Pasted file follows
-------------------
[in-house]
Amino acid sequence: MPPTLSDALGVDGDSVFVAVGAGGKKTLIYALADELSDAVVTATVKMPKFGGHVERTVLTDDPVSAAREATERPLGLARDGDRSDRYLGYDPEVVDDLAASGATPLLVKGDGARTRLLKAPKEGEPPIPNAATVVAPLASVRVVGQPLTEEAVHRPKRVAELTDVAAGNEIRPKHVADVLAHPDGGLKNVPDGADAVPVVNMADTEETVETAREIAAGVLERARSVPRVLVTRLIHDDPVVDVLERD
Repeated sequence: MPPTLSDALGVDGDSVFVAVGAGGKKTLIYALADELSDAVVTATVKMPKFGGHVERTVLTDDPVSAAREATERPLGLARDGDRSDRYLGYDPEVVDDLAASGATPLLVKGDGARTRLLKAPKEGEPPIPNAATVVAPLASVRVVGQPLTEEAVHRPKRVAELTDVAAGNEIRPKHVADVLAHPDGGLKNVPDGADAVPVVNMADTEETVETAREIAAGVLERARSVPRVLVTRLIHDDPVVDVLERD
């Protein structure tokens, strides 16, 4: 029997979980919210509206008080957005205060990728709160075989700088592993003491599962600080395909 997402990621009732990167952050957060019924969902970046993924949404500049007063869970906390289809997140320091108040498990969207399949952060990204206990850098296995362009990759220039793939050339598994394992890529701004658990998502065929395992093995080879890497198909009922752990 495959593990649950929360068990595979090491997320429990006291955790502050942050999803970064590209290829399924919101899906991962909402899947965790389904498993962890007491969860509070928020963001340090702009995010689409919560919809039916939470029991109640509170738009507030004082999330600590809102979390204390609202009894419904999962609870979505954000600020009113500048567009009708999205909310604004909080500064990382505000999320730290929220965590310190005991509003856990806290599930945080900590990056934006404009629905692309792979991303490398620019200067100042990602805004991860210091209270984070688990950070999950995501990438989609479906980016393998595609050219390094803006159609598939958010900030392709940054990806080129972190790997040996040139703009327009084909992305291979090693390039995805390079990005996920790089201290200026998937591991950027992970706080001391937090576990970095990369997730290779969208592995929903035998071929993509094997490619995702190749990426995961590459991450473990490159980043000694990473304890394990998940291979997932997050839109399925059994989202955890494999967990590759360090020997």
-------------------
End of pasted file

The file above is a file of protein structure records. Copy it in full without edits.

[in-house]
Amino acid sequence: MPPTLSDALGVDGDSVFVAVGAGGKKTLIYALADELSDAVVTATVKMPKFGGHVERTVLTDDPVSAAREATERPLGLARDGDRSDRYLGYDPEVVDDLAASGATPLLVKGDGARTRLLKAPKEGEPPIPNAATVVAPLASVRVVGQPLTEEAVHRPKRVAELTDVAAGNEIRPKHVADVLAHPDGGLKNVPDGADAVPVVNMADTEETVETAREIAAGVLERARSVPRVLVTRLIHDDPVVDVLERD
Repeated sequence: MPPTLSDALGVDGDSVFVAVGAGGKKTLIYALADELSDAVVTATVKMPKFGGHVERTVLTDDPVSAAREATERPLGLARDGDRSDRYLGYDPEVVDDLAASGATPLLVKGDGARTRLLKAPKEGEPPIPNAATVVAPLASVRVVGQPLTEEAVHRPKRVAELTDVAAGNEIRPKHVADVLAHPDGGLKNVPDGADAVPVVNMADTEETVETAREIAAGVLERARSVPRVLVTRLIHDDPVVDVLERD
């Protein structure tokens, strides 16, 4: 029997979980919210509206008080957005205060990728709160075989700088592993003491599962600080395909 997402990621009732990167952050957060019924969902970046993924949404500049007063869970906390289809997140320091108040498990969207399949952060990204206990850098296995362009990759220039793939050339598994394992890529701004658990998502065929395992093995080879890497198909009922752990 495959593990649950929360068990595979090491997320429990006291955790502050942050999803970064590209290829399924919101899906991962909402899947965790389904498993962890007491969860509070928020963001340090702009995010689409919560919809039916939470029991109640509170738009507030004082999330600590809102979390204390609202009894419904999962609870979505954000600020009113500048567009009708999205909310604004909080500064990382505000999320730290929220965590310190005991509003856990806290599930945080900590990056934006404009629905692309792979991303490398620019200067100042990602805004991860210091209270984070688990950070999950995501990438989609479906980016393998595609050219390094803006159609598939958010900030392709940054990806080129972190790997040996040139703009327009084909992305291979090693390039995805390079990005996920790089201290200026998937591991950027992970706080001391937090576990970095990369997730290779969208592995929903035998071929993509094997490619995702190749990426995961590459991450473990490159980043000694990473304890394990998940291979997932997050839109399925059994989202955890494999967990590759360090020997």